Binh Ba, located six kilometres north of the Australian base at Nui Dat was the site of a battle between an Australian Ready Reaction Force and a combined force of Viet Cong guerrillas and North Vietnamese Army troops who had occupied the village. The enemy were driven off after more than a day’s fighting.

B Davies and G McKay, Vietnam: the complete story of the Australian war, Allen & Unwin, 2012,
pp. 439–448; A Ekins and I McNeill, Fighting to the finish: the Australian Army and the Vietnam War 1968–1975, Allen & Unwin and the Australian War Memorial, 2012, pp. 210–230; Department of Veterans’ Affairs, Battle of Binh Ba June 1969, Australia and the Vietnam War.

There will be a national service to commemorate the 50th anniversary of the Battle of Binh Ba held at the Australian Forces Vietnam National Memorial on Anzac Parade in Canberra on 6 June 2019.

11 June 1999

Australian Defence Force (ADF) commitment to East Timor

Indonesian President Jusuf Habibie allowed a referendum on self-determination to take place in East Timor on 30 August 1999. The United Nations, with Portuguese assistance, formed a mission to East Timor on 11 June 1999—the UN Assistance Mission to East Timor (UNAMET)—to assist the plebiscite. Australia provided military air transport for UN officials during the referendum, as well as air-lift support to the UN officials and staff of the non-government organisations during 6–8 September 1999, after violence marred the province following the referendum. (P Dennis, J Grey, E Morris and R Prior (with J Bou), eds, The Oxford Companion to Australian Military History, 2nd edn, OUP, Melbourne, 2008, pp. 191–193; 528–529).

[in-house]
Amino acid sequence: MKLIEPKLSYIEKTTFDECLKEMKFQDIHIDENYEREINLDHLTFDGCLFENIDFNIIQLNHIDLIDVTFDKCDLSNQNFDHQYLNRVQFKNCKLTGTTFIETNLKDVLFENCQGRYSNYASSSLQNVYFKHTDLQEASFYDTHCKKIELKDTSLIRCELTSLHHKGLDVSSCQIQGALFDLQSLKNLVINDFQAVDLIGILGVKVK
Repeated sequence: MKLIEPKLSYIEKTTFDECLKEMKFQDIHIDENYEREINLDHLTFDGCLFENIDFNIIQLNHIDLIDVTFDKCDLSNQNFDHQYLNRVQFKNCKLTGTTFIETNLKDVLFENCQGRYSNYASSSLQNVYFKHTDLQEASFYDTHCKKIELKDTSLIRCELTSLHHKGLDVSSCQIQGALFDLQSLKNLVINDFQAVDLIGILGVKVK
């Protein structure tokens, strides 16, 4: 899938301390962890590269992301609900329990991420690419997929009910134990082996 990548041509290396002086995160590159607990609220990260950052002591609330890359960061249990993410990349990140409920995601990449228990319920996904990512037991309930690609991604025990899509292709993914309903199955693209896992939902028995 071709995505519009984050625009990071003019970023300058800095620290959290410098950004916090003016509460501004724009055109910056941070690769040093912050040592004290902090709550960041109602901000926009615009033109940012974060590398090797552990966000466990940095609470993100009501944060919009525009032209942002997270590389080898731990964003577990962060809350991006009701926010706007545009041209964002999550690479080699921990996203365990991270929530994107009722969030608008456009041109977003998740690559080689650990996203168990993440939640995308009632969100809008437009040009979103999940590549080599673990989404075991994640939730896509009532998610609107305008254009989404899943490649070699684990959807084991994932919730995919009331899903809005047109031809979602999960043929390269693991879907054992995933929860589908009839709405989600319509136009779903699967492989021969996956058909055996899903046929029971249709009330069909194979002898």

The UN, with Australia’s extensive diplomatic assistance, responded to the crisis by establishing an Australian-led International Force East Timor (INTERFET) to restore order and security in East Timor. Australia’s initial deployment to East Timor under INTERFET—commanded by Major-General Peter Cosgrove—began in Dili on 20 September 1999. INTERFET also included contributions from other countries in Southeast Asia, while some, such as Malaysia, expressed displeasure with Australia’s involvement in East Timor. At the time, the INTERFET mission was Australia’s largest single military deployment since 1945, peaking at 5,500 ADF personnel (out of a total of 11,500).

UNAMET officially ended on 25 October 1999, to be replaced by the UN Transitional Administration in East Timor (UNTAET), which included an Australian contribution of about 1,600 ADF personnel. UNTAET officially assumed control of East Timor on 23 February 2000 and was in turn succeeded by the United Nations Mission of Support in East Timor (UNMISET).

P Londey, Other people’s wars: a history of Australian peacekeeping, Allen & Unwin, Crows Nest (NSW), 2004, pp. 231­–261.